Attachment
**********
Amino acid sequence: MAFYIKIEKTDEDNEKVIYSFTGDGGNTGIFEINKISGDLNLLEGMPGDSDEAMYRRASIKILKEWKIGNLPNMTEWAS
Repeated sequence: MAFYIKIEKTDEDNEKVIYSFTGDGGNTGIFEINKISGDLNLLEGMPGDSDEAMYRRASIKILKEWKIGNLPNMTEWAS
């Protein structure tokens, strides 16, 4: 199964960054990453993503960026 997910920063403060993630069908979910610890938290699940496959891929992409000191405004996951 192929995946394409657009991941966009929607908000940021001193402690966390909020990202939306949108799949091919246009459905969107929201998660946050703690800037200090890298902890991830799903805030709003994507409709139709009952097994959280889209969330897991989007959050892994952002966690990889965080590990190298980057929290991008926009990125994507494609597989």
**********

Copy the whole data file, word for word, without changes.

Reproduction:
Amino acid sequence: MAFYIKIEKTDEDNEKVIYSFTGDGGNTGIFEINKISGDLNLLEGMPGDSDEAMYRRASIKILKEWKIGNLPNMTEWAS
Repeated sequence: MAFYIKIEKTDEDNEKVIYSFTGDGGNTGIFEINKISGDLNLLEGMPGDSDEAMYRRASIKILKEWKIGNLPNMTEWAS
């Protein structure tokens, strides 16, 4: 199964960054990453993503960026 997910920063403060993630069908979910610890938290699940496959891929992409000191405004996951 192929995946394409657009991941966009929607908000940021001193402690966390909020990202939306949108799949091919246009459905969107929201998660946050703690800037200090890298902890991830799903805030709003994507409709139709009952097994959280889209969330897991989007959050892994952002966690990889965080590990190298980057929290991008926009990125994507494609597989």